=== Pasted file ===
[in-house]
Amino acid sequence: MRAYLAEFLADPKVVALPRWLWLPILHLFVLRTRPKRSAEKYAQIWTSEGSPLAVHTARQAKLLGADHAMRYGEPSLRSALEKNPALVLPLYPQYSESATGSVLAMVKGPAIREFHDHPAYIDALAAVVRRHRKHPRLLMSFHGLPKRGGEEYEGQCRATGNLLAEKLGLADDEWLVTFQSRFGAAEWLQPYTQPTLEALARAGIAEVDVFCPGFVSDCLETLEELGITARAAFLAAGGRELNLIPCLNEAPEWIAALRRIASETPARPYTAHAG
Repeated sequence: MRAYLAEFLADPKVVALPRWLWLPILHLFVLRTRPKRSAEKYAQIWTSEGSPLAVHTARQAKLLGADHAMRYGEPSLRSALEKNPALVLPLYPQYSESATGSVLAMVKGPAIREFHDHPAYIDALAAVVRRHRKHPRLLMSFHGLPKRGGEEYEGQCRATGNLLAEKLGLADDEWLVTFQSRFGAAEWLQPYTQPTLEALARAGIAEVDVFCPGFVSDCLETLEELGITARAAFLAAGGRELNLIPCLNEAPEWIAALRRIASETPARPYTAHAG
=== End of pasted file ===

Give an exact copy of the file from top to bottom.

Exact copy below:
[in-house]
Amino acid sequence: MRAYLAEFLADPKVVALPRWLWLPILHLFVLRTRPKRSAEKYAQIWTSEGSPLAVHTARQAKLLGADHAMRYGEPSLRSALEKNPALVLPLYPQYSESATGSVLAMVKGPAIREFHDHPAYIDALAAVVRRHRKHPRLLMSFHGLPKRGGEEYEGQCRATGNLLAEKLGLADDEWLVTFQSRFGAAEWLQPYTQPTLEALARAGIAEVDVFCPGFVSDCLETLEELGITARAAFLAAGGRELNLIPCLNEAPEWIAALRRIASETPARPYTAHAG
Repeated sequence: MRAYLAEFLADPKVVALPRWLWLPILHLFVLRTRPKRSAEKYAQIWTSEGSPLAVHTARQAKLLGADHAMRYGEPSLRSALEKNPALVLPLYPQYSESATGSVLAMVKGPAIREFHDHPAYIDALAAVVRRHRKHPRLLMSFHGLPKRGGEEYEGQCRATGNLLAEKLGLADDEWLVTFQSRFGAAEWLQPYTQPTLEALARAGIAEVDVFCPGFVSDCLETLEELGITARAAFLAAGGRELNLIPCLNEAPEWIAALRRIASETPARPYTAHAG